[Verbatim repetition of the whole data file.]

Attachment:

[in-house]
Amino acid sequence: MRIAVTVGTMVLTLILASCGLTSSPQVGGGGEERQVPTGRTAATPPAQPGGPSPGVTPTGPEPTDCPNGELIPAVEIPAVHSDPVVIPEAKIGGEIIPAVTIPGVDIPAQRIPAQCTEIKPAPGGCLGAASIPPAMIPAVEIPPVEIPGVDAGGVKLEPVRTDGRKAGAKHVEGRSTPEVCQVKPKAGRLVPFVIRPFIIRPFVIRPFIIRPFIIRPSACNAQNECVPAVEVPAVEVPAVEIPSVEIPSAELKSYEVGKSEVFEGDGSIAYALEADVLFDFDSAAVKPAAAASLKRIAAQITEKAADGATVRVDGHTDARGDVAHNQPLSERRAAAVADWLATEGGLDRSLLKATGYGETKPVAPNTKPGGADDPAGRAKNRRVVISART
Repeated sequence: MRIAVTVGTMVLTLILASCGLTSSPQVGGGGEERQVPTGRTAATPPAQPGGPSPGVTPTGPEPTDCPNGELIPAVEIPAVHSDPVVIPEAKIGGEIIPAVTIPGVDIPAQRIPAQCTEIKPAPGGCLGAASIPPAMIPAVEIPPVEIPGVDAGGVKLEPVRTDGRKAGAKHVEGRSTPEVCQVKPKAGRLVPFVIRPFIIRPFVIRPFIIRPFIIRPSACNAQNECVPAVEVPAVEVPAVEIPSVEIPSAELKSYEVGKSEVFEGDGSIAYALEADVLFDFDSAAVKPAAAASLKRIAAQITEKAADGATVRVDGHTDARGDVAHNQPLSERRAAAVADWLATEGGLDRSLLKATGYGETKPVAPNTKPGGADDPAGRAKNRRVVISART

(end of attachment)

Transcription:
[in-house]
Amino acid sequence: MRIAVTVGTMVLTLILASCGLTSSPQVGGGGEERQVPTGRTAATPPAQPGGPSPGVTPTGPEPTDCPNGELIPAVEIPAVHSDPVVIPEAKIGGEIIPAVTIPGVDIPAQRIPAQCTEIKPAPGGCLGAASIPPAMIPAVEIPPVEIPGVDAGGVKLEPVRTDGRKAGAKHVEGRSTPEVCQVKPKAGRLVPFVIRPFIIRPFVIRPFIIRPFIIRPSACNAQNECVPAVEVPAVEVPAVEIPSVEIPSAELKSYEVGKSEVFEGDGSIAYALEADVLFDFDSAAVKPAAAASLKRIAAQITEKAADGATVRVDGHTDARGDVAHNQPLSERRAAAVADWLATEGGLDRSLLKATGYGETKPVAPNTKPGGADDPAGRAKNRRVVISART
Repeated sequence: MRIAVTVGTMVLTLILASCGLTSSPQVGGGGEERQVPTGRTAATPPAQPGGPSPGVTPTGPEPTDCPNGELIPAVEIPAVHSDPVVIPEAKIGGEIIPAVTIPGVDIPAQRIPAQCTEIKPAPGGCLGAASIPPAMIPAVEIPPVEIPGVDAGGVKLEPVRTDGRKAGAKHVEGRSTPEVCQVKPKAGRLVPFVIRPFIIRPFVIRPFIIRPFIIRPSACNAQNECVPAVEVPAVEVPAVEIPSVEIPSAELKSYEVGKSEVFEGDGSIAYALEADVLFDFDSAAVKPAAAASLKRIAAQITEKAADGATVRVDGHTDARGDVAHNQPLSERRAAAVADWLATEGGLDRSLLKATGYGETKPVAPNTKPGGADDPAGRAKNRRVVISART